Adventures At-Sea


May 1, 2024

This winter, I tried something totally different from my day job: I volunteered aboard R/V Roger Revelle with a zooplankton lab (Décima Lab at UCSD). I was out to sea for a full month, living and working with about 30 other scientists (and 25ish crew members) aboard ship on a variety of research projects. The ocean is a truly wild place, and I saw things I’ll likely never see anywhere else – from some incredible sunsets to some of the gooiest creatures alive.

photo of about 30 people jumping on the ship's bow, holding signs that spell out CCE-LTER

Group photo of the science party

a stunning, multi-color sunset with lots of reds and golds. clouds lit up, over the pacific ocean

The best sunset of my life, to date

We had several oceanography and research disciplines aboard Revelle, and all teams collected data to contribute to CCE-LTER, a project that seeks to study long-term ecological processes in the California current. Though most of my work was related to collecting and processing creatures (the necessary collection steps before lab processing on land and making a final dataset of measurements), I also was able to use my coding and data skills to assist grad students with their own data visualizations and analysis out at sea. As someone who typically only uses the end-results of a long process of data collection/curation (aka a dataset), it was exciting to be part of the creation of data and eventual data sets.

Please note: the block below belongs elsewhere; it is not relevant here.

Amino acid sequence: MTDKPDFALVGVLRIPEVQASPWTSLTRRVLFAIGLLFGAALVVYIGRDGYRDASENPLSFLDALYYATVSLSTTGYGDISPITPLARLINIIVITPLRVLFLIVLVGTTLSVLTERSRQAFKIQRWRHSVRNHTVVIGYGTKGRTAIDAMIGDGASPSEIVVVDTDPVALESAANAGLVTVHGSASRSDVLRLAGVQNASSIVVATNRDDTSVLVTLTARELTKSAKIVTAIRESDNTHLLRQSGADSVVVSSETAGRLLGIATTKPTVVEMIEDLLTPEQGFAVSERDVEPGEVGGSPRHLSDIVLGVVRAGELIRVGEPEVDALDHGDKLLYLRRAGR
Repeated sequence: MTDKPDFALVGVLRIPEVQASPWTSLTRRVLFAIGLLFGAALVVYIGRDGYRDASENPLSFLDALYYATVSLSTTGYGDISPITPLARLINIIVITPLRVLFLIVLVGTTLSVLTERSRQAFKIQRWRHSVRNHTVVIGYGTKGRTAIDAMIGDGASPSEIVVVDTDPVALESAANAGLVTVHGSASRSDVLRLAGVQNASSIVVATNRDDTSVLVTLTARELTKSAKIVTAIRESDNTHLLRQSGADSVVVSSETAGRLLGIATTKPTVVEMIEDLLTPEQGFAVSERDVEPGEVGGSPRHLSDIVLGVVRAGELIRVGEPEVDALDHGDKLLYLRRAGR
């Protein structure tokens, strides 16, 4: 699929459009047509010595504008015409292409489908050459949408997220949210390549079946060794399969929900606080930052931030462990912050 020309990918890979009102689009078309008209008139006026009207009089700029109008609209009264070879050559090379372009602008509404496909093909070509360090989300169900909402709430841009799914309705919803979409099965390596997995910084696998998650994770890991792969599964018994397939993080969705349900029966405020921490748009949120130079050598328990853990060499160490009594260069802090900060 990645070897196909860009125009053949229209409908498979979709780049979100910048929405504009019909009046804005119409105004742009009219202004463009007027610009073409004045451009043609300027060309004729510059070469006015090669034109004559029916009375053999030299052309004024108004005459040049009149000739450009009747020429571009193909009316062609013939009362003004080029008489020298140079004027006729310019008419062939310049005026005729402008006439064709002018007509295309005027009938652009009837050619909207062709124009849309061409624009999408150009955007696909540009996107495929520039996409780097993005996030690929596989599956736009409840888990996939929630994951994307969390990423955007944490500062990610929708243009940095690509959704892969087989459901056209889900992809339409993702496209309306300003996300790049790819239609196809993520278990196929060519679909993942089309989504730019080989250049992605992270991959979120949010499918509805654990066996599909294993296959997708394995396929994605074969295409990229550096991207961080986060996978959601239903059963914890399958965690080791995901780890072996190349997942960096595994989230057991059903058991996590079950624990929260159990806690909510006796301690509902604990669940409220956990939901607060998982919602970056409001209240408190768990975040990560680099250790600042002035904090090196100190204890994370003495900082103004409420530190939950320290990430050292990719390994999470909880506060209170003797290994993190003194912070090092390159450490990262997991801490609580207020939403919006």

My parents (and both uncles) all went to maritime academy, so I grew up surrounded by stories of the sea. My dad was at Scripps Institution of Oceanography his whole career, sailing ships all over the world for assorted ocean research. With all these stories, I’ve always wanted to go to sea but opportunities to do so (especially as someone not in oceanography nor maritime trades) are rare. Early in January, my dad sent me a last-minute opportunity to join a science party for a month at sea, and the opportunity to collect and study zooplankton (and other ocean critters) was too far up my alley to not seriously pursue. I’m so grateful to have gotten to experience the sea-going life and have some sea stories of my own to add to the family lore.

I kept near-daily logs of my time at sea; if you’d like to read (and see) more about the adventures, please check out the logs. I’m also very happy to chat about anything and everything ship and/or ocean related, so please say hi if you’d like.

a reddish octopus hatchling in a plastic tupperware

My favorite critter we found: baby California two-spot octopus hatchlings! (we named him Leroy)

young Caro standing on the pier while Melville comes back to port

Me welcoming back my dad from sea

dad standing on pier while Revelle comes back to port

And then years later, my dad welcoming me back from sea